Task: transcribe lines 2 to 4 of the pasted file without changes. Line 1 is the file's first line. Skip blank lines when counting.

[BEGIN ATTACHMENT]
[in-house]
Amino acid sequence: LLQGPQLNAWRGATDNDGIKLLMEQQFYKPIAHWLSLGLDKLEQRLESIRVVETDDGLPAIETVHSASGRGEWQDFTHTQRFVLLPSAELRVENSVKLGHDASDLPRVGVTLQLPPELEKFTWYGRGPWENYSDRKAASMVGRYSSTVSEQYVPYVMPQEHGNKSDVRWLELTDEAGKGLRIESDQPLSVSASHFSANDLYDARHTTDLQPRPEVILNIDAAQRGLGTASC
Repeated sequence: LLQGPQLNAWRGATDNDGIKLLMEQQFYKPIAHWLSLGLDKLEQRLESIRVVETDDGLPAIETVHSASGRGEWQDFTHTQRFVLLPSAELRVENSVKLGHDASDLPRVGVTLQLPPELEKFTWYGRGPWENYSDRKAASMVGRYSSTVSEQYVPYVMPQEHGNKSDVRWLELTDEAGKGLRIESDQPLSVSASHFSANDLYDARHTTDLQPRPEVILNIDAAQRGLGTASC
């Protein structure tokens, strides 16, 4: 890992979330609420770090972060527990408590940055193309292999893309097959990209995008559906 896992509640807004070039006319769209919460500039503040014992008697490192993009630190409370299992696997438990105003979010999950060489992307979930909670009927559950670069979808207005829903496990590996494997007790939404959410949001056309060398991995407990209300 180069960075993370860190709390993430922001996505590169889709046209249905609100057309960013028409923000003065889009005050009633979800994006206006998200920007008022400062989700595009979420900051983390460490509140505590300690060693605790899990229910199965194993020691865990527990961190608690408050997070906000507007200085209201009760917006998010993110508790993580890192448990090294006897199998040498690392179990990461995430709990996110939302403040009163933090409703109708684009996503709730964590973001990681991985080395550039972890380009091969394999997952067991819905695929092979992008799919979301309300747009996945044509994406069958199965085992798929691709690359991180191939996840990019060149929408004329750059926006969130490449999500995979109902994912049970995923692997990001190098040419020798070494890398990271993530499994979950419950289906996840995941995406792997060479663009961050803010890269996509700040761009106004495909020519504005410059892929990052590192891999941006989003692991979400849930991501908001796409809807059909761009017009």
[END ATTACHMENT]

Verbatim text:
Amino acid sequence: LLQGPQLNAWRGATDNDGIKLLMEQQFYKPIAHWLSLGLDKLEQRLESIRVVETDDGLPAIETVHSASGRGEWQDFTHTQRFVLLPSAELRVENSVKLGHDASDLPRVGVTLQLPPELEKFTWYGRGPWENYSDRKAASMVGRYSSTVSEQYVPYVMPQEHGNKSDVRWLELTDEAGKGLRIESDQPLSVSASHFSANDLYDARHTTDLQPRPEVILNIDAAQRGLGTASC
Repeated sequence: LLQGPQLNAWRGATDNDGIKLLMEQQFYKPIAHWLSLGLDKLEQRLESIRVVETDDGLPAIETVHSASGRGEWQDFTHTQRFVLLPSAELRVENSVKLGHDASDLPRVGVTLQLPPELEKFTWYGRGPWENYSDRKAASMVGRYSSTVSEQYVPYVMPQEHGNKSDVRWLELTDEAGKGLRIESDQPLSVSASHFSANDLYDARHTTDLQPRPEVILNIDAAQRGLGTASC
């Protein structure tokens, strides 16, 4: 890992979330609420770090972060527990408590940055193309292999893309097959990209995008559906 896992509640807004070039006319769209919460500039503040014992008697490192993009630190409370299992696997438990105003979010999950060489992307979930909670009927559950670069979808207005829903496990590996494997007790939404959410949001056309060398991995407990209300 180069960075993370860190709390993430922001996505590169889709046209249905609100057309960013028409923000003065889009005050009633979800994006206006998200920007008022400062989700595009979420900051983390460490509140505590300690060693605790899990229910199965194993020691865990527990961190608690408050997070906000507007200085209201009760917006998010993110508790993580890192448990090294006897199998040498690392179990990461995430709990996110939302403040009163933090409703109708684009996503709730964590973001990681991985080395550039972890380009091969394999997952067991819905695929092979992008799919979301309300747009996945044509994406069958199965085992798929691709690359991180191939996840990019060149929408004329750059926006969130490449999500995979109902994912049970995923692997990001190098040419020798070494890398990271993530499994979950419950289906996840995941995406792997060479663009961050803010890269996509700040761009106004495909020519504005410059892929990052590192891999941006989003692991979400849930991501908001796409809807059909761009017009």